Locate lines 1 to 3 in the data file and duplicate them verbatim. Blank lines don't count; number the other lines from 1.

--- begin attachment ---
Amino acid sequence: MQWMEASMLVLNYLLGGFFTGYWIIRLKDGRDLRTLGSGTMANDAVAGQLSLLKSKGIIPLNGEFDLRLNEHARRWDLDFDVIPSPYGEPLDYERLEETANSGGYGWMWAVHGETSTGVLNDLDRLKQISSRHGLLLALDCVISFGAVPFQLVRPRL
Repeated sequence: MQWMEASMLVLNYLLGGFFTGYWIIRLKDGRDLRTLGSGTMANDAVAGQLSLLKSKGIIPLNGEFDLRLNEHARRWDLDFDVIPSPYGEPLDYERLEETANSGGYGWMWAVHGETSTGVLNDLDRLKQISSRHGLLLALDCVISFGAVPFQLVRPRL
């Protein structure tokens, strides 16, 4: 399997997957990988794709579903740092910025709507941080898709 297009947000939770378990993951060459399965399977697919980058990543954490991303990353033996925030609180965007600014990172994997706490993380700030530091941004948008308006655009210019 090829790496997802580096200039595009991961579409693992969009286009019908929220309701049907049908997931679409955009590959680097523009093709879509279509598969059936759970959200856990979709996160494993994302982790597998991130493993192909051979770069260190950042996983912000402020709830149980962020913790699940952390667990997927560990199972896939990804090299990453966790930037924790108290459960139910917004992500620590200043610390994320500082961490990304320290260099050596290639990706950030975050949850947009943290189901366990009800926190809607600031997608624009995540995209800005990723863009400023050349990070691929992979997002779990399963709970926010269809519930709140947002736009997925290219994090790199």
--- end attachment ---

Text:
Amino acid sequence: MQWMEASMLVLNYLLGGFFTGYWIIRLKDGRDLRTLGSGTMANDAVAGQLSLLKSKGIIPLNGEFDLRLNEHARRWDLDFDVIPSPYGEPLDYERLEETANSGGYGWMWAVHGETSTGVLNDLDRLKQISSRHGLLLALDCVISFGAVPFQLVRPRL
Repeated sequence: MQWMEASMLVLNYLLGGFFTGYWIIRLKDGRDLRTLGSGTMANDAVAGQLSLLKSKGIIPLNGEFDLRLNEHARRWDLDFDVIPSPYGEPLDYERLEETANSGGYGWMWAVHGETSTGVLNDLDRLKQISSRHGLLLALDCVISFGAVPFQLVRPRL
């Protein structure tokens, strides 16, 4: 399997997957990988794709579903740092910025709507941080898709 297009947000939770378990993951060459399965399977697919980058990543954490991303990353033996925030609180965007600014990172994997706490993380700030530091941004948008308006655009210019 090829790496997802580096200039595009991961579409693992969009286009019908929220309701049907049908997931679409955009590959680097523009093709879509279509598969059936759970959200856990979709996160494993994302982790597998991130493993192909051979770069260190950042996983912000402020709830149980962020913790699940952390667990997927560990199972896939990804090299990453966790930037924790108290459960139910917004992500620590200043610390994320500082961490990304320290260099050596290639990706950030975050949850947009943290189901366990009800926190809607600031997608624009995540995209800005990723863009400023050349990070691929992979997002779990399963709970926010269809519930709140947002736009997925290219994090790199």